JMP  Vol.7 No.1 , January 2016
The Process of Dispersing Bismuth Atoms into Iridium via an Intermediate Monolayer of Graphite
ABSTRACT
It is first revealed by thermodesorption spectroscopy that when bismuth atoms diffuse the indium atoms through an intermediate graphite layer, they show certain characteristic features. In the Ir (111)-C system at 1400 K < T < 1600 K, we witness the most strong form of diffusion of bismuth into iridium. It has been found that the fractions of the fluxes of intercalation equal to δ = 0.4 ± 0.05 and diffusion δBi = Ndif/N = 2.5 × 10-3 bismuth atoms in the Ir(111)-C system. The amount of intercalated and diffused bismuth depends on the electrical field, i.e., on the positive potential in the Ir(111)-C system. It has been noted that a considerable diffusion of bismuth into iridium started at 180 V and increased up to 3000 V. The activation energies for bismuth diffusion into and from iridium were calculated to be En1 = 6.05 ± 0.05 eV and E1n = 6.3 ± 0.1 eV, respectively.

Received 30 November 2015; accepted 18 January 2016; published 22 January 2016

1. Introduction

The investigation of the diffusion of sodium, potassium, cesium, samarium, and barium atoms into iridium via an intermediate graphite monolayer [1] - [6] demonstrates that the diffusion process depends both on the ionic state of atoms on the Ir-C surface as well as the state of the external electronic shell and the valence of the element. Na, K, and Cs are the group I elements with the ground states of the valence electrons 3s1, 4s1, and 6s1, respectively. The ground state of the samarium external shell is 4f66s2, and for Ba, the Group II element, 6s2. Bismuth is the Group V element with the ground state of the valence electron 4f145d106s26p3; from the perspective of interaction with the Ir(111) and Ir(111)-C surfaces, it holds an intermediate position among K, Cs, and Ba. The ionization potential of bismuth is higher than that of Na and Ba. As a consequence, it is essential to study bismuth diffusion into iridium upon the irradiation of the Ir-C system by a flux of bismuth atoms. The main purpose of this work is to study the diffusion of bismuth atoms in the Ir(111)-C system, determination of the activation energy of bismuth diffusion into and from iridium, as well as to determine the concentration of diffused atoms compared to other elements.

2. Experimental

The measurements were conducted in an ultra-high vacuum magnetic mass spectrometer of sector type with the angle of deflection of the ion trajectory equal to 90˚ at a residual pressure of 1 × 10−10 Torr. A detailed description of the experimental setup is presented elsewhere [1] -[7] . Iridium was taken in the form of a thin textured tape 50 × 1.5 × 0.3 mm3 with the major face (111) having the work function [8] . The graphite monolayer was obtained by exposure of iridium heated to 1750 K in benzene vapors at a partial pressure from 10−4 to 10−6 Torr. The benzene molecules С6Н6 do not dissociate on the valence saturated surface of the graphite monolayer and, therefore, do not modify its thickness. Bismuth was sprayed onto the Ir-C surface from a Knudsen cell, and its state in the adlayer was studied by the method of thermal desorption spectroscopy (TDS) in the flash thermal desorption mode with the mass spectrometric registration of the current of Bi ions. In order to reveal intercalated bismuth, the flash was performed at the rate of 100 K/s up to 2300 K (lower than the melting point 2683 K of the iridium tape) and then the current of Bi ions was recorded at a constant Т. Every time at so high a temperature, graphite islands in the adlayer on iridium become dissolved carbon flies away, and the freed intercalated and diffused atoms are desorbed in the form of Bi+ ions. The neutral component of the flux desorbed during the flash was ionized in an electron impact source before the entrance into the mass analyzer. The data related to the thermo ionic emission and dissociation of CsCl molecules were also utilized for the surface analysis.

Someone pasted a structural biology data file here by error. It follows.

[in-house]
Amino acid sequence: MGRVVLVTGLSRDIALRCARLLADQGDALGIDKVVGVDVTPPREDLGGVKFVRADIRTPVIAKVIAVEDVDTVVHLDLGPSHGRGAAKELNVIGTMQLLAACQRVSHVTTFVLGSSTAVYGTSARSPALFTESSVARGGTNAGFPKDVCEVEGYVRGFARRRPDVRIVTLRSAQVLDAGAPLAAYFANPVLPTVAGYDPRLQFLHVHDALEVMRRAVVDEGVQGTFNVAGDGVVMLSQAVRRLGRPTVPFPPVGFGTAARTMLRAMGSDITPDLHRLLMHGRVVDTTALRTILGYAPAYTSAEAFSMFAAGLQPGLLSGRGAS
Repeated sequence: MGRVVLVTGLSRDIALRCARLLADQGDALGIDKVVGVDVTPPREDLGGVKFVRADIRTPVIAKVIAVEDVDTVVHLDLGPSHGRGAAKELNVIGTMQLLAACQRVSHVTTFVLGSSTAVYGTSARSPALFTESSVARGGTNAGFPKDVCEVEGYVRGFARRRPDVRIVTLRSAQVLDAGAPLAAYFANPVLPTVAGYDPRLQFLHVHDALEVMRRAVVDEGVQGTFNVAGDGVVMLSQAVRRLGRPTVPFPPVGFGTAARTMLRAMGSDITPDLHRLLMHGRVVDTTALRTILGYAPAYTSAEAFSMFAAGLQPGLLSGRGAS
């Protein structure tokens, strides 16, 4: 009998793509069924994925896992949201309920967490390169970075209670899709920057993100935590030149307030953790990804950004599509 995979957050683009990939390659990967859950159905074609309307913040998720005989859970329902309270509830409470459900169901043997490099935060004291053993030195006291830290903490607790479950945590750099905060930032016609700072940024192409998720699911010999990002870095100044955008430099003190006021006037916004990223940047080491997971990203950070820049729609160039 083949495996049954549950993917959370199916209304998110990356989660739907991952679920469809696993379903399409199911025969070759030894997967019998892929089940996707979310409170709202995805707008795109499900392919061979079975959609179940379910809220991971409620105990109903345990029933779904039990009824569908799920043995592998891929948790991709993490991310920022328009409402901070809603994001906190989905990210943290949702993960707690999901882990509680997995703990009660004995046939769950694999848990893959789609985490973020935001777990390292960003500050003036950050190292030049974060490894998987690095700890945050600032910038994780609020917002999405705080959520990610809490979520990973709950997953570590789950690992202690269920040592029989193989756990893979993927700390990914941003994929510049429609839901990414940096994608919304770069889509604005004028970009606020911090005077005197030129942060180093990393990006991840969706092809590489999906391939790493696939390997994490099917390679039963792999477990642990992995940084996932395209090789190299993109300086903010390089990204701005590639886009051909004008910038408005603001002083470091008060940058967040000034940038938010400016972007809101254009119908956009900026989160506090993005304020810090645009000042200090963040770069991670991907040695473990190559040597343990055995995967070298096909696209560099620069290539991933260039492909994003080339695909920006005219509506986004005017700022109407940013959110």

3. Results and Discussion

Over the process of irradiation of Ir(111)-C heated by a flux of bismuth atoms, with a flux density of ν = (1010 - 1014) sm−2∙s−1, to T ≤1800K, there was observed an intercalation of bismuth atoms into the graphite monolayer on iridium and diffusion of bismuth into iridium. As the flux increased from 1010 to 1014 sm−2∙s−1, the amount of intercalated bismuth increased linearly (Figure 1). The amount of diffused bismuth increased strongly at high fluxes of ν = (1013 - 1014) sm−2∙s−1 and sufficiently high temperatures of Ir-C (T = 1400 - 1600 K). Upon irradiation of Ir(111)-C heated to Т = 1600 K by a flux of bismuth atoms with a high density of ν ≈ 1014 sm−2∙s−1 in t =

Figure 1. Logarithm of the amount (number) N of intercalated bismuth atoms as a function of the logarithm of the flux of bismuth atoms, log(N × 10−9) = f(log(ν × 10−9)).